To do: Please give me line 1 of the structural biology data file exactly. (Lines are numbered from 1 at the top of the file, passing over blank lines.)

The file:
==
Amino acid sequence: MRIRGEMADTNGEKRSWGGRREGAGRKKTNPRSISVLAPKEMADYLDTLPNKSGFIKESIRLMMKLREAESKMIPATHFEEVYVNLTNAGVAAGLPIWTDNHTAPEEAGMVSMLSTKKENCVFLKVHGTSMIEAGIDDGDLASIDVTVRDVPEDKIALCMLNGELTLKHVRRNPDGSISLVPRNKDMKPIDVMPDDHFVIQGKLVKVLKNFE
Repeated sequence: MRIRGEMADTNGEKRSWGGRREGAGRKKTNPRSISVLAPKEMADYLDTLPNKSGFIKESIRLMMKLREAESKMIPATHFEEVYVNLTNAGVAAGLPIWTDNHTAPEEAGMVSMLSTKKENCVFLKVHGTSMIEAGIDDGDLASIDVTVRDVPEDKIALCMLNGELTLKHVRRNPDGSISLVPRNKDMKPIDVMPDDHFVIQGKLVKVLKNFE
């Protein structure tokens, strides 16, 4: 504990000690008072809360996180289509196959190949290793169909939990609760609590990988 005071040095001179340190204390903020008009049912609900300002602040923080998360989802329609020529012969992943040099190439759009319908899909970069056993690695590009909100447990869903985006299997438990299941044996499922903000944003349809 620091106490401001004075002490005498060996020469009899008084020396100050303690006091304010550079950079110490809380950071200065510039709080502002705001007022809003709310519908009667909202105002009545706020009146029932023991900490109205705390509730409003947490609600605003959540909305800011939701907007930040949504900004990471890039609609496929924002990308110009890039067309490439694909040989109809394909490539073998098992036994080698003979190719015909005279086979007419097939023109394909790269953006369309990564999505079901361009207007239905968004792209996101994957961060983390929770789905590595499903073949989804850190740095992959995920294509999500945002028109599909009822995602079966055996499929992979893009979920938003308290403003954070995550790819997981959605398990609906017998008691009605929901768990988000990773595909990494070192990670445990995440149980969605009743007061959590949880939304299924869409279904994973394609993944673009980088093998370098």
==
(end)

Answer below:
Amino acid sequence: MRIRGEMADTNGEKRSWGGRREGAGRKKTNPRSISVLAPKEMADYLDTLPNKSGFIKESIRLMMKLREAESKMIPATHFEEVYVNLTNAGVAAGLPIWTDNHTAPEEAGMVSMLSTKKENCVFLKVHGTSMIEAGIDDGDLASIDVTVRDVPEDKIALCMLNGELTLKHVRRNPDGSISLVPRNKDMKPIDVMPDDHFVIQGKLVKVLKNFE